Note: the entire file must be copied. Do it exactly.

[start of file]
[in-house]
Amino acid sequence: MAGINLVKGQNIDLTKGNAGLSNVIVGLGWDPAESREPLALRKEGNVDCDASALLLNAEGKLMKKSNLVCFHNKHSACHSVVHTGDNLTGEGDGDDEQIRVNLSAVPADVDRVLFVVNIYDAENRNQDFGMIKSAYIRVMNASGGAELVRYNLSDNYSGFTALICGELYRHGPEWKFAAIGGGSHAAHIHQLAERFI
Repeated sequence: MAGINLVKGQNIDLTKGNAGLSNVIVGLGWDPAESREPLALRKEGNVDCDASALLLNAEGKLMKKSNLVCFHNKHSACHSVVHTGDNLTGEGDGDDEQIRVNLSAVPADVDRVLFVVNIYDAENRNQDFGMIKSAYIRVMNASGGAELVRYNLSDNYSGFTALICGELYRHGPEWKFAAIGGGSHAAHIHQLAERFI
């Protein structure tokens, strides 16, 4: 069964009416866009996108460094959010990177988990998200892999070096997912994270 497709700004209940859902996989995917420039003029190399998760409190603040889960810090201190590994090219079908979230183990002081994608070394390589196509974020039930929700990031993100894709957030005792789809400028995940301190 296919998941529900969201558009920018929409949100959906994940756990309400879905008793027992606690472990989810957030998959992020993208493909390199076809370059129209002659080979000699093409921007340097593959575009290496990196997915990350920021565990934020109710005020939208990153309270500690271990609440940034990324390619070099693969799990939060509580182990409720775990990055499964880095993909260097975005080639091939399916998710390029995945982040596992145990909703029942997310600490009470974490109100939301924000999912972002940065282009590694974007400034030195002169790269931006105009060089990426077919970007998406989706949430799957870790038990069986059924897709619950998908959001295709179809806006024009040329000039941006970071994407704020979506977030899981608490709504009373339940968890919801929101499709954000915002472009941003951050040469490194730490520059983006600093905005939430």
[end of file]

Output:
[in-house]
Amino acid sequence: MAGINLVKGQNIDLTKGNAGLSNVIVGLGWDPAESREPLALRKEGNVDCDASALLLNAEGKLMKKSNLVCFHNKHSACHSVVHTGDNLTGEGDGDDEQIRVNLSAVPADVDRVLFVVNIYDAENRNQDFGMIKSAYIRVMNASGGAELVRYNLSDNYSGFTALICGELYRHGPEWKFAAIGGGSHAAHIHQLAERFI
Repeated sequence: MAGINLVKGQNIDLTKGNAGLSNVIVGLGWDPAESREPLALRKEGNVDCDASALLLNAEGKLMKKSNLVCFHNKHSACHSVVHTGDNLTGEGDGDDEQIRVNLSAVPADVDRVLFVVNIYDAENRNQDFGMIKSAYIRVMNASGGAELVRYNLSDNYSGFTALICGELYRHGPEWKFAAIGGGSHAAHIHQLAERFI
């Protein structure tokens, strides 16, 4: 069964009416866009996108460094959010990177988990998200892999070096997912994270 497709700004209940859902996989995917420039003029190399998760409190603040889960810090201190590994090219079908979230183990002081994608070394390589196509974020039930929700990031993100894709957030005792789809400028995940301190 296919998941529900969201558009920018929409949100959906994940756990309400879905008793027992606690472990989810957030998959992020993208493909390199076809370059129209002659080979000699093409921007340097593959575009290496990196997915990350920021565990934020109710005020939208990153309270500690271990609440940034990324390619070099693969799990939060509580182990409720775990990055499964880095993909260097975005080639091939399916998710390029995945982040596992145990909703029942997310600490009470974490109100939301924000999912972002940065282009590694974007400034030195002169790269931006105009060089990426077919970007998406989706949430799957870790038990069986059924897709619950998908959001295709179809806006024009040329000039941006970071994407704020979506977030899981608490709504009373339940968890919801929101499709954000915002472009941003951050040469490194730490520059983006600093905005939430």